An hour of the most important speeches and sonnets written by the greatest writer of all time.
Reimagine life and work and look again at your preconceptions. Learn to spot Trojan Horse assumptions by looking at the really big picture. It’s liberating, simple and inspiring – and might unlock a saner future. ‘Hopeful, realistic and original’ – Rowan Williams.
A warm and joyful look at a child’s world and all the things they love. Follow on from the Booktrust Early Years Award-winner I Love My Mummy.
The Curator of the new BL show examines C20th and C21st propaganda. What have the Olympics, Chairman Mao and matchboxes got in common? Who portrayed Margaret Thatcher as Napoleon, and why? Chaired by Georgina Godwin.
The writer and academic offers a history of America First, one of Donald Trump’s campaign slogans. Although popular wisdom attributes the phrase to Charles Lindbergh and the isolationist America First Committee of 1940-1941, in fact the expression has a longer, and darker, history than that, a story of nativism and the Ku Klux Klan, of 100 % Americanism and isolationism, and of a homegrown fascism that America continues to pretend “can’t happen here.”
Mahfouz introduces her vibrant anthology with two of her star contributors. Hear from users of Islamic Tinder, a disenchanted Maulana working as a TV chat show host and a plastic surgeon blackmailed by MI6. Follow the career of an actress with Middle Eastern heritage whose dreams of playing a ghostbuster spiral into repeat castings as a jihadi bride. Among stories of honour killings and ill-fated love in besieged locations, we also find heart-warming connections and powerful challenges to the status quo.
Emma Dodd shares her beautifully executed story, in which the well-known fairy tale is retold with a pachyderm heroine and a trunk-load of charm.
The writer discusses his 1982 Booker-winning novel about Oskar Schindler, the German industrialist who risked his life to protect and rescue Jews from Auschwitz. The book was made into a film by Steven Spielberg as Schindler’s List.
Llanelli is one of the world’s greatest rugby towns, and home to one of the most loved and followed teams, The Scarlets. The broadcaster and journalist, whose other books include Who Beat the All Blacks?, yarns the best tales and traditions of the club with one of its most favoured sons, the legendary fly-half Phil Bennett. They talk to Dai Smith. A safe bet that stories will be told of 31 October 1972, when the final scoreboard famously read: Llanelli 9 Seland Newydd 3. There may be singing. #sosbanfach
Nine-year-old Bruno knows nothing of the Final Solution and the Holocaust. He is oblivious to the appalling cruelties being inflicted on the people of Europe by his country. All he knows is that he has been moved from a comfortable home in Berlin to a house in a desolate area where there is nothing to do and no one to play with. Until he meets Shmuel, a boy who lives a strange parallel existence on the other side of the adjoining wire fence and who, like the other people there, wears a uniform of striped pyjamas.
Bruno’s friendship with Shmuel will take him from innocence to revelation. And in exploring what he is unwittingly a part of, he will inevitably become subsumed by the terrible process.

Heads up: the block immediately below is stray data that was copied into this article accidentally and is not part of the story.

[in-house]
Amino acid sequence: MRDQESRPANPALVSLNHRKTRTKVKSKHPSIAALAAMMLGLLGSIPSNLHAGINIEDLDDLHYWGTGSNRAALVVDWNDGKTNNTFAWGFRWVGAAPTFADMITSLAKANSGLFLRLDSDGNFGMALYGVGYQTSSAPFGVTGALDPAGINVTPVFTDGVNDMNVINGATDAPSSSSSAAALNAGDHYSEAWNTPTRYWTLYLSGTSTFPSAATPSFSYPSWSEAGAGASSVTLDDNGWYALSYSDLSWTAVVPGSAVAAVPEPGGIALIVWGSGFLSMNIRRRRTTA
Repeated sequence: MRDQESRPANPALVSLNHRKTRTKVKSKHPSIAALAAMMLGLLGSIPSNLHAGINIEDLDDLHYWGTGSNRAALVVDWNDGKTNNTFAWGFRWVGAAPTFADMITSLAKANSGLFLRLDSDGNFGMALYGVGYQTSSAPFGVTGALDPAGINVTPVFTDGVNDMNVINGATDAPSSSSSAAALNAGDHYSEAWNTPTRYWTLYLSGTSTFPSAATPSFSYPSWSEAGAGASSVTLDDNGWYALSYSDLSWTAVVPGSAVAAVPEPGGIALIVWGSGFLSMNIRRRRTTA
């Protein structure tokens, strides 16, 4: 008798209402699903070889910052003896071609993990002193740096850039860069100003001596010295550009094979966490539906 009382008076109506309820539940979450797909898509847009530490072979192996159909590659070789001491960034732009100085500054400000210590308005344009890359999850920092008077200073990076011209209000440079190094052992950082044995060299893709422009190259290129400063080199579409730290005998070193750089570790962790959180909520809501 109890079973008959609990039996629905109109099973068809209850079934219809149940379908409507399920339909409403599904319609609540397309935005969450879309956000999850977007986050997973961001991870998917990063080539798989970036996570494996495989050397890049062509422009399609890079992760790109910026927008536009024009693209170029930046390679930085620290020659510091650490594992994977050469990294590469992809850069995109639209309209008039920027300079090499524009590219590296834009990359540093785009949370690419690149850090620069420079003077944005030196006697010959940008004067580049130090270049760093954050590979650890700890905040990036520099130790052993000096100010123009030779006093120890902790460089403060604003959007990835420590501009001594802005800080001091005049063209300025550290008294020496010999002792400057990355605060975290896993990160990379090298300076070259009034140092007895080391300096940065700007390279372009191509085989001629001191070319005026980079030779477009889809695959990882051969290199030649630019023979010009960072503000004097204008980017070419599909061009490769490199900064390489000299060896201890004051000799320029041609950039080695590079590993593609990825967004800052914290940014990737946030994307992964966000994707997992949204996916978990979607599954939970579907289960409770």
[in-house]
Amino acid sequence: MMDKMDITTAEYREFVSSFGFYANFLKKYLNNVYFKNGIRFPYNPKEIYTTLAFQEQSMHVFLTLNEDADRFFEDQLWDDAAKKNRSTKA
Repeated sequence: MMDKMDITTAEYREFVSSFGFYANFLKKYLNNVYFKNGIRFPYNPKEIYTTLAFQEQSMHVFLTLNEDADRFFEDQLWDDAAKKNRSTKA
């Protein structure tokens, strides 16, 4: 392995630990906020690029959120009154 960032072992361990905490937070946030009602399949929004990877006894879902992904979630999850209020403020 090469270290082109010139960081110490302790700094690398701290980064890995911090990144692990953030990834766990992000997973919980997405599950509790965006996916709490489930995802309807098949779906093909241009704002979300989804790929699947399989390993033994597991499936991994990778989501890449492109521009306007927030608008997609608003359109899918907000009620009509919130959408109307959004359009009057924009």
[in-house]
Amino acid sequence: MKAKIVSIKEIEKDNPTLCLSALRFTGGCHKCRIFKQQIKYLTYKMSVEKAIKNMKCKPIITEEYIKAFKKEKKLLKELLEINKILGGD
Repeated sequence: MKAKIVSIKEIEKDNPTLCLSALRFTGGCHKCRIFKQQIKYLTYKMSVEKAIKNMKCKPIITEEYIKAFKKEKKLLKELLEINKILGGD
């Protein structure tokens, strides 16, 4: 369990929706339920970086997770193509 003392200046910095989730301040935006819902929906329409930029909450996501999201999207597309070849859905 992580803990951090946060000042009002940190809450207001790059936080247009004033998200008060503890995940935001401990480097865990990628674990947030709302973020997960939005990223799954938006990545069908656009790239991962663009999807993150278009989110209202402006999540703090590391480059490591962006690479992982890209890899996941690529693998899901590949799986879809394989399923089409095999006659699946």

The author revisits his 2008 novel, which is now read around the world. His latest book Stay Where You Are and Then Leave is the moving story of a boy’s search for his missing father during the First World War.
On 11 September 1973, President Salvador Allende of Chile, Latin America’s first democratically elected Marxist president, was deposed in a violent coup d’état. The Colombian historian explains why and how business leaders in Chile, extreme right-wing groups, high-ranking officers in the Chilean military and the US administration, and the CIA worked together to secure a prompt and dramatic end to his progressive social programme.
The architect introduces the Maggie’s Centres, a revolutionary building project providing new cancer caring centres designed by some of the world’s greatest architects that offer a fresh approach to both architecture and health. Complementary to NHS hospitals, they present an environment that is welcoming, risk-taking, aesthetic and life affirming; and with their commitment to the other arts, including landscape, they bring in the full panoply of constructive means.
Valentine is the 2017 Hay Festival International Fellow, and a multi award-winning writer of YA fiction. She explores ways in which teenagers might be better understood and empowered. Her novels include Finding Violet Park and Fire Colour One. She is joined onstage by young readers to discuss her reformation of adolescence.
Can new technology bring greater democracy and allow a wider range of voices to be heard? With Dr Sharath Srinivasan, Director, Centre of Governance and Human Rights at the University of Cambridge; Mariéme Jamme, CEO, blogger, technologist and social entrepreneur; and Rob Burnet, CEO and Founder of Well Told Story.
Melvin Burgess talks to Anthony McGowan about the unusual genesis of The Hit, Melvin’s new book – a tense and violent thriller based on a very interesting premise.